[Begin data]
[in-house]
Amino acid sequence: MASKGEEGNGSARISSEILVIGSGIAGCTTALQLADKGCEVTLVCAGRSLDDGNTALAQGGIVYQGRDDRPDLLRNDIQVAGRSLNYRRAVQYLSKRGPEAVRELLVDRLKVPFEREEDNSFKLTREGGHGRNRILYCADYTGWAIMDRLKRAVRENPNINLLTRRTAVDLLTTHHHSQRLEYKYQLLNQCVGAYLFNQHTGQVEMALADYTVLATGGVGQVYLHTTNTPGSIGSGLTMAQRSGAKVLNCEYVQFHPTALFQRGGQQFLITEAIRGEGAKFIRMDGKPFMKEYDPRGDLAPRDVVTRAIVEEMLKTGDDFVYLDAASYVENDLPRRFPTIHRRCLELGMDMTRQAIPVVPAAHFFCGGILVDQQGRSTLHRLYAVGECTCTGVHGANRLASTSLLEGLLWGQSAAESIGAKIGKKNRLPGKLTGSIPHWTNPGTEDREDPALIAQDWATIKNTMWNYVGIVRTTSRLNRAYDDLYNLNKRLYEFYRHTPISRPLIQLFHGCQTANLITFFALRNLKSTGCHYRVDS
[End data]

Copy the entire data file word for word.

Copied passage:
[in-house]
Amino acid sequence: MASKGEEGNGSARISSEILVIGSGIAGCTTALQLADKGCEVTLVCAGRSLDDGNTALAQGGIVYQGRDDRPDLLRNDIQVAGRSLNYRRAVQYLSKRGPEAVRELLVDRLKVPFEREEDNSFKLTREGGHGRNRILYCADYTGWAIMDRLKRAVRENPNINLLTRRTAVDLLTTHHHSQRLEYKYQLLNQCVGAYLFNQHTGQVEMALADYTVLATGGVGQVYLHTTNTPGSIGSGLTMAQRSGAKVLNCEYVQFHPTALFQRGGQQFLITEAIRGEGAKFIRMDGKPFMKEYDPRGDLAPRDVVTRAIVEEMLKTGDDFVYLDAASYVENDLPRRFPTIHRRCLELGMDMTRQAIPVVPAAHFFCGGILVDQQGRSTLHRLYAVGECTCTGVHGANRLASTSLLEGLLWGQSAAESIGAKIGKKNRLPGKLTGSIPHWTNPGTEDREDPALIAQDWATIKNTMWNYVGIVRTTSRLNRAYDDLYNLNKRLYEFYRHTPISRPLIQLFHGCQTANLITFFALRNLKSTGCHYRVDS